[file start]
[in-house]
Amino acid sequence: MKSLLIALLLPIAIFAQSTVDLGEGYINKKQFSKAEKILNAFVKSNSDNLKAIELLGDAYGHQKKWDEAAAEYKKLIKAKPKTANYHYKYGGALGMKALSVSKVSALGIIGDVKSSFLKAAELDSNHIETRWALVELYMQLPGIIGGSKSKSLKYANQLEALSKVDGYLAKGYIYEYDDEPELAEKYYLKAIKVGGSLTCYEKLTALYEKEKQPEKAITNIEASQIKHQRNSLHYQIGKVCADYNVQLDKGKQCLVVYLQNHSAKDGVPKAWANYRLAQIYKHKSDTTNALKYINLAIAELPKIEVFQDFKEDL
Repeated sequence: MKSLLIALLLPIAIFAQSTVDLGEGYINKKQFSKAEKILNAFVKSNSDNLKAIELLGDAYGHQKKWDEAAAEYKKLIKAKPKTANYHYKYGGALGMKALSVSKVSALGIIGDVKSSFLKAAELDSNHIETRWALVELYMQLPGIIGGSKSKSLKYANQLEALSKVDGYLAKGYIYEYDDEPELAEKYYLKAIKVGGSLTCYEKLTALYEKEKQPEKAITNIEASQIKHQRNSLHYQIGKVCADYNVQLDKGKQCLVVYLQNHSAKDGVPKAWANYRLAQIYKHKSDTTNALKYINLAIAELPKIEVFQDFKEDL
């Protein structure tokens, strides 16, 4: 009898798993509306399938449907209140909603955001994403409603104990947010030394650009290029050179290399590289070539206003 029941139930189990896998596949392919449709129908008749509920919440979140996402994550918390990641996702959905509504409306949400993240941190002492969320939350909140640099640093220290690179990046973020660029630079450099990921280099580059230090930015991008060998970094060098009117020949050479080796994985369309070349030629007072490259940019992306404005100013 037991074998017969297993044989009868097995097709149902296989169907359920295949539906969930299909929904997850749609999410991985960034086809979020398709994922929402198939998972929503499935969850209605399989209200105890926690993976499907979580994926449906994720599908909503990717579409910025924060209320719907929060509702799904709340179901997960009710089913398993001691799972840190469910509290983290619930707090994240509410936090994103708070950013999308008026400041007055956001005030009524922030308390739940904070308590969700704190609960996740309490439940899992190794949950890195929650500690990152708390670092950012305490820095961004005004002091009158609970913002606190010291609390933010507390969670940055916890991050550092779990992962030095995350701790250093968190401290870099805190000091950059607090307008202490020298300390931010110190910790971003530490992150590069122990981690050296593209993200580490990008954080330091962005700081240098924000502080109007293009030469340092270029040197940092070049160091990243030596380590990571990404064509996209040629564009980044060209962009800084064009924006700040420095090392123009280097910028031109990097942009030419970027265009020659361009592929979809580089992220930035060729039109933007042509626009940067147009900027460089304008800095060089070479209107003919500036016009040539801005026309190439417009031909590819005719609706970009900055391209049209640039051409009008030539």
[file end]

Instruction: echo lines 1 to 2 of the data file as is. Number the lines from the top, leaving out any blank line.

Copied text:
[in-house]
Amino acid sequence: MKSLLIALLLPIAIFAQSTVDLGEGYINKKQFSKAEKILNAFVKSNSDNLKAIELLGDAYGHQKKWDEAAAEYKKLIKAKPKTANYHYKYGGALGMKALSVSKVSALGIIGDVKSSFLKAAELDSNHIETRWALVELYMQLPGIIGGSKSKSLKYANQLEALSKVDGYLAKGYIYEYDDEPELAEKYYLKAIKVGGSLTCYEKLTALYEKEKQPEKAITNIEASQIKHQRNSLHYQIGKVCADYNVQLDKGKQCLVVYLQNHSAKDGVPKAWANYRLAQIYKHKSDTTNALKYINLAIAELPKIEVFQDFKEDL